Though truth is not self-revealing (as Cartesians and Baconians thought), though certainty may be unattainable, the human situation with respect to knowledge is far from desperate. On the contrary, it is exhilarating: here we are, with the immensely difficult task before us of getting to know the beautiful world we live in, and ourselves; and fallible though we are we nevertheless find that our powers of understanding, surprisingly, are almost adequate for the task—more so than we ever dreamt in our wildest dreams. We really do learn from our mistakes, by trial and error. And at the same time we learn how little we know—as when, in climbing a mountain; every step upwards opens some new vista into the unknown, and new worlds unfold themselves of whose existence we knew nothing when we began our climb.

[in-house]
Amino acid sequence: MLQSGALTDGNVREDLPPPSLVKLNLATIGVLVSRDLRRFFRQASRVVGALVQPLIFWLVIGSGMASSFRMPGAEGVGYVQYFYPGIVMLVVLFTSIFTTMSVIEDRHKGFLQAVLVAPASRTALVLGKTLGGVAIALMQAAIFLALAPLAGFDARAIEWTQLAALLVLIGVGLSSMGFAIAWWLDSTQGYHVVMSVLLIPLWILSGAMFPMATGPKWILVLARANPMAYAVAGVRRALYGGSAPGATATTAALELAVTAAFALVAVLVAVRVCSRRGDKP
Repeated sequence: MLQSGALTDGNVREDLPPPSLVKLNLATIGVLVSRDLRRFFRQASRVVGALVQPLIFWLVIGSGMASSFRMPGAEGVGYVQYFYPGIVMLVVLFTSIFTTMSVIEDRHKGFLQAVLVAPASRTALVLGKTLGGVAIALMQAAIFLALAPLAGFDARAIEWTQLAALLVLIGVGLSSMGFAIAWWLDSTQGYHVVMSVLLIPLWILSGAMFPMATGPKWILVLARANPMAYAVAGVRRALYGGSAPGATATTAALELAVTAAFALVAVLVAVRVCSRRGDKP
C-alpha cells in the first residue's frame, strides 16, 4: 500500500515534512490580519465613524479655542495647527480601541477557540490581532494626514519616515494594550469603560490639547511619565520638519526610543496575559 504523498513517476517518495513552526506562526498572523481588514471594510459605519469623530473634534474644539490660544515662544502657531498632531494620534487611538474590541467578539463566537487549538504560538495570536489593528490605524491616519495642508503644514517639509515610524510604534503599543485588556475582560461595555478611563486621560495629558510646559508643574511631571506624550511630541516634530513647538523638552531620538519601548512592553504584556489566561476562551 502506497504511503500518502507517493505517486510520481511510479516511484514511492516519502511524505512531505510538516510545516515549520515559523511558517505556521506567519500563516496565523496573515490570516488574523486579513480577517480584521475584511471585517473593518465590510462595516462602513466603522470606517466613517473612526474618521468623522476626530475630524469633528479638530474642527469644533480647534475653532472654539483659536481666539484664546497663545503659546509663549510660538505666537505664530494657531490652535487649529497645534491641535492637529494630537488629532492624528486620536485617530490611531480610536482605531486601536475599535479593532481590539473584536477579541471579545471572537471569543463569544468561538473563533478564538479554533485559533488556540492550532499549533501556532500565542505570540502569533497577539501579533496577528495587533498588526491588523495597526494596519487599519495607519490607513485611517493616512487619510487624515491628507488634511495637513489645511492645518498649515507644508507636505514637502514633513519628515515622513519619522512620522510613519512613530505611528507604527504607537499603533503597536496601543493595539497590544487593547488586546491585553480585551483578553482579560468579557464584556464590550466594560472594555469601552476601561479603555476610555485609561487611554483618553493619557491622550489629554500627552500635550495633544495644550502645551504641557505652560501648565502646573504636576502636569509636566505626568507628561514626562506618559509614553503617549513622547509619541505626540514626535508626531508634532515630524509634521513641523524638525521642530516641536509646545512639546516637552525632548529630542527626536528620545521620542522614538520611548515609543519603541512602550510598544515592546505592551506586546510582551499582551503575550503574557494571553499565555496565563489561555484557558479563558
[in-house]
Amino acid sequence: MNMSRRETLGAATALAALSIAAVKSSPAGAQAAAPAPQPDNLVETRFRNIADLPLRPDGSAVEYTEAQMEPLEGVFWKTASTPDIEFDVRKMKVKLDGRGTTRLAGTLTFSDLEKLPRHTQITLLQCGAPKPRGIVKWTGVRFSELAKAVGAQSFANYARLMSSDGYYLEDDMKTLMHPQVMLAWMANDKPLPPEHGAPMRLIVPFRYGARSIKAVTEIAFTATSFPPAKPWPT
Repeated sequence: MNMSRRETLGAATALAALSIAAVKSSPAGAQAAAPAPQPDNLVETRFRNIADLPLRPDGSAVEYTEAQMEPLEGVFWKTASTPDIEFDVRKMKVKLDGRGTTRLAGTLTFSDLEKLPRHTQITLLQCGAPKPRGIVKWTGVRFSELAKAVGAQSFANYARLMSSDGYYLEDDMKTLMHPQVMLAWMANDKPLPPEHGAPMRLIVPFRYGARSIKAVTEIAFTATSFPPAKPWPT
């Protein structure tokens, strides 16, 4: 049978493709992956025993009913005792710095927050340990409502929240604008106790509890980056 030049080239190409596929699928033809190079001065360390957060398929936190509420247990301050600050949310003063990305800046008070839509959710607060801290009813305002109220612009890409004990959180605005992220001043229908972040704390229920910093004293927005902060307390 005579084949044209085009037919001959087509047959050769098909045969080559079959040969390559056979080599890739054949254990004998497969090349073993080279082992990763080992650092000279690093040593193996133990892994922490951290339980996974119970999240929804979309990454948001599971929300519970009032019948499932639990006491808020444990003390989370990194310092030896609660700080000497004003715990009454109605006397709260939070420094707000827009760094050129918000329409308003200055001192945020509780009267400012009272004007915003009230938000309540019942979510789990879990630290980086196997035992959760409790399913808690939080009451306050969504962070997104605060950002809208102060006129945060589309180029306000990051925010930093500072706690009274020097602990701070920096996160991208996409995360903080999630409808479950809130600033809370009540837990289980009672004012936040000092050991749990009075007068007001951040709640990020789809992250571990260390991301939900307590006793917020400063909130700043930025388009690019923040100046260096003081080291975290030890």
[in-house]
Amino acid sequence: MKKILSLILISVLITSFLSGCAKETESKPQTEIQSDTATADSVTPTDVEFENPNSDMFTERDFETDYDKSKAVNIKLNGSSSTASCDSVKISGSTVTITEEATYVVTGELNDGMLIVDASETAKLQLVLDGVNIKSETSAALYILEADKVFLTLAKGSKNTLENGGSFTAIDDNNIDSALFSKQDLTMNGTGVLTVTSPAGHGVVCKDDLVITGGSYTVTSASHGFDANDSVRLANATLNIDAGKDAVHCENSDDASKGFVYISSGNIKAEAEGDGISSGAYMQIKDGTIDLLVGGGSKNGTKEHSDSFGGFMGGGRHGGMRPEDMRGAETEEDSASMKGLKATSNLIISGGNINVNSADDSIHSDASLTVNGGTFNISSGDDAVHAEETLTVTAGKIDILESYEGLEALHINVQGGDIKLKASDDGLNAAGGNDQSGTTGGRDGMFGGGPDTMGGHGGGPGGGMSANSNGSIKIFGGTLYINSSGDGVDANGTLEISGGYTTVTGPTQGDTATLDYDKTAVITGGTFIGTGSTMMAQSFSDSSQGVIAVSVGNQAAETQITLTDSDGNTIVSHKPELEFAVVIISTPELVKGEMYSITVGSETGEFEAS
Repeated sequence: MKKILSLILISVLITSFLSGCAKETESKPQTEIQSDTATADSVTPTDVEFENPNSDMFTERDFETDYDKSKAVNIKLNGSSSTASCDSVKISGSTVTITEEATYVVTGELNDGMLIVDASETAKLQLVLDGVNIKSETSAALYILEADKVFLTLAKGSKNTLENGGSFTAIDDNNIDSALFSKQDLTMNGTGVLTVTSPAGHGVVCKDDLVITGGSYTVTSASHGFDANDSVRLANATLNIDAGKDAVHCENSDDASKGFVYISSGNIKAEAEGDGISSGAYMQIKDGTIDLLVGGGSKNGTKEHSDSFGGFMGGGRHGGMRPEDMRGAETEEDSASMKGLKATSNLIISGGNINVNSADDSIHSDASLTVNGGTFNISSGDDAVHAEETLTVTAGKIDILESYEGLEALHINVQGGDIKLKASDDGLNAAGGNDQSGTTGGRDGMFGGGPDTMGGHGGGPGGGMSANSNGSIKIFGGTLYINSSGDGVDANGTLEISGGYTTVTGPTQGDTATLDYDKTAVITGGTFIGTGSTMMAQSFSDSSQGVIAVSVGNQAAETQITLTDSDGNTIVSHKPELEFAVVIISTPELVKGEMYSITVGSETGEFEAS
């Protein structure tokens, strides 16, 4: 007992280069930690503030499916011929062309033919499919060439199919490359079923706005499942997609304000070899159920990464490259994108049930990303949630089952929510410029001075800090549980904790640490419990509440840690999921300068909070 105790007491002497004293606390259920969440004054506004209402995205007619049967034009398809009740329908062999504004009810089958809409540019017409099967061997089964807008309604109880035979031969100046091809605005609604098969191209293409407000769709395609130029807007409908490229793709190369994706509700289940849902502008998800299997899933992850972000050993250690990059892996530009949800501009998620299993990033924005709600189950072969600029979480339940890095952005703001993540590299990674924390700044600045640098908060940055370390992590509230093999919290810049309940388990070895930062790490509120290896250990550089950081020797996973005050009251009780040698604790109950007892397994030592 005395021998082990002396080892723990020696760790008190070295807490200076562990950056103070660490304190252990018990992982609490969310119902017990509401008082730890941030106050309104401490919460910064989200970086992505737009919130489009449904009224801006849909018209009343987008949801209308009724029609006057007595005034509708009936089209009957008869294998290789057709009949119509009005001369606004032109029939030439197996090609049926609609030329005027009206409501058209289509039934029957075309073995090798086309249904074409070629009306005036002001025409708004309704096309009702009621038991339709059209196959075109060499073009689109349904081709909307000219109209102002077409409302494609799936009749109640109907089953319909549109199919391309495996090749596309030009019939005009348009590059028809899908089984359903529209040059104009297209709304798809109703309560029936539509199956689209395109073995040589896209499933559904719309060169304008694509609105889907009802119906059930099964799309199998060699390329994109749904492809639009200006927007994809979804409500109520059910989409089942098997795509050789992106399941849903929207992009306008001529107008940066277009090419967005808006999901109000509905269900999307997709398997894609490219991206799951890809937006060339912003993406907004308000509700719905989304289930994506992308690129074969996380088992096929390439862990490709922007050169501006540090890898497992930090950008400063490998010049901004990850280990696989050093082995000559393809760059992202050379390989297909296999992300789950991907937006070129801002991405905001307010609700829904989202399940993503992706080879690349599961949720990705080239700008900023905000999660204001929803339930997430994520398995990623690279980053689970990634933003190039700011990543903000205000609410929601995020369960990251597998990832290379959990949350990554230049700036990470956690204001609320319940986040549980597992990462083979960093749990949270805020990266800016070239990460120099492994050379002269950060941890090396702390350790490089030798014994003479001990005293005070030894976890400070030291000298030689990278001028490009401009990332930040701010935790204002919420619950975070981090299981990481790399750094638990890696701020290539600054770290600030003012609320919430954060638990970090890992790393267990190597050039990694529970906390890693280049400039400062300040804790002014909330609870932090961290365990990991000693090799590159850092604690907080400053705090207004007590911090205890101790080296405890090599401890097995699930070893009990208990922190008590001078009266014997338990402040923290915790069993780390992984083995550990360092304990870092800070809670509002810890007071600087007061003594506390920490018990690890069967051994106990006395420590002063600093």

Thus we can learn, we can grow in knowledge, even if we can never know, that is, know for certain. Since we can learn, there is no reason for despair of reason; and since we can never know, there are no grounds here for smugness, or for conceit over the growth of our knowledge.
— Karl Popper, The Open Society and Its Enemies